Getting lost (HLD 372)

30 March 2021

Despite what my husband might try to tell you, I have quite a good sense of direction. Admittedly, my skills have been mothballed quite a bit since the invention of electronic devices who know exactly where you are going, how long it will take you to get there, which is the most direct or time effective way of getting there, and will give you gentle reminders about when to turn corners. Apart from the last part of that sentence (‘gentle reminders’), I could of course be describing my husband. The difference is that the gps can be silenced. And “recalculating” is much nicer than saying “I told you so”.

But I willingly confess to getting lost on a regular basis. I did it earlier today, sitting at my study desk. Specifically, sitting near the scanner on my study desk.

My oldest son has posted online some pictures of his two sons, which reminded me of photos I’d taken 30 years ago of MY two sons, so I thought I could scan the older photos and send them to my son, to show him how nice he used to be to his little brother. Once, a long time ago.

While I was there, I got distracted by the project I’m doing for a nephew, scanning some of his old photos. From there it was only a hop, skip and jump before I’m on photoshop editing photos that my grandmother took around eighty years ago.

I get distracted VERY easily by photos. Specifically digitising photos. Or negatives. Or slides. And then tweaking them where I can.

I have bookcases full of photo albums that are half empty. Not because I never got around to filling them up, but because over the years I’ve gone to them to find a particular photo, removed it and scanned it, and never returned it to the original album.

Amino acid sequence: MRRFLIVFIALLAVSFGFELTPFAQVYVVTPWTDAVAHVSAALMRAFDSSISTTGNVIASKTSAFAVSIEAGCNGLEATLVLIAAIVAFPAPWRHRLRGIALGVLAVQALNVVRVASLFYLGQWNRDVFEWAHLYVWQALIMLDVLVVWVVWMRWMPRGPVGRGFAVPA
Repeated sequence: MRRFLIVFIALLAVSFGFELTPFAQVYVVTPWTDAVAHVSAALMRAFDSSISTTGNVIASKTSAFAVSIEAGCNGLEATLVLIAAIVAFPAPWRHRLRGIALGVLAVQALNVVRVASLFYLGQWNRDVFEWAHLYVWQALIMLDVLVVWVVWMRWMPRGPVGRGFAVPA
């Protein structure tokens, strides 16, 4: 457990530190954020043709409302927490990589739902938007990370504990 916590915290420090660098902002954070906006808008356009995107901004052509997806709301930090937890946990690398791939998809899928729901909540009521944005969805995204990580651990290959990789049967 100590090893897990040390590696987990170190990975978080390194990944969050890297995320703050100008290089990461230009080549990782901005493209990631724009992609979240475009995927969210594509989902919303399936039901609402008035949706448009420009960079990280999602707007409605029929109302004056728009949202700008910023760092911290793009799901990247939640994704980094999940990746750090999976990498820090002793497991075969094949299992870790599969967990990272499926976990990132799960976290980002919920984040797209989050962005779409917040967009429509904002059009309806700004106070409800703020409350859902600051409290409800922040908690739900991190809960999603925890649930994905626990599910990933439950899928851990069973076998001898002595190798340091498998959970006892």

My shoddy filing system follows through to the computer where all these digitised photos end up. There are very neat folders in the ‘photos’ hard drive, don’t get me wrong. I’m a very good filer.

It’s just that these folders generally have titles like “scans March 21 for sorting”. There are a lot of these type of folders.

There are, of course, easy rules to follow in this sad sort of situation – you blame your parents. And I can quite comfortably blame my Dad for this – my siblings and I have many memories of ‘slide nights’ as kids. Out came the slide projector, the boxes and boxes of slides, off went the lights, and away we went on a magical mystery tour. The slides were either upside down or back the front, and while the box clearly stated ‘family’, it was always a myriad of ancient people no one knew, pictures of rocks or flowers, or scenery from a trip that Dad and Mum would spend five minutes discussing where it might possibly have been from. Every. Single. Slide.

You won’t believe how much I wish I could go back in time and sit through a other slide night.

It was always my plan that when we went into lockdown for any length of time, I’d sit at the computer for days on end, and put all those photos into files related to the family group or category (and yes, some of my categories might have been ‘rocks’ or ‘flowers’). That obviously didn’t get to happen, because lockdown also meant my husband was working from home in the office area, and obstructing my photo sorting plans.

If I didn’t have that excuse, I would have found another. I have a lot of excuses, filed neatly away on the computer, in a folder called “Excuses to be sorted”.

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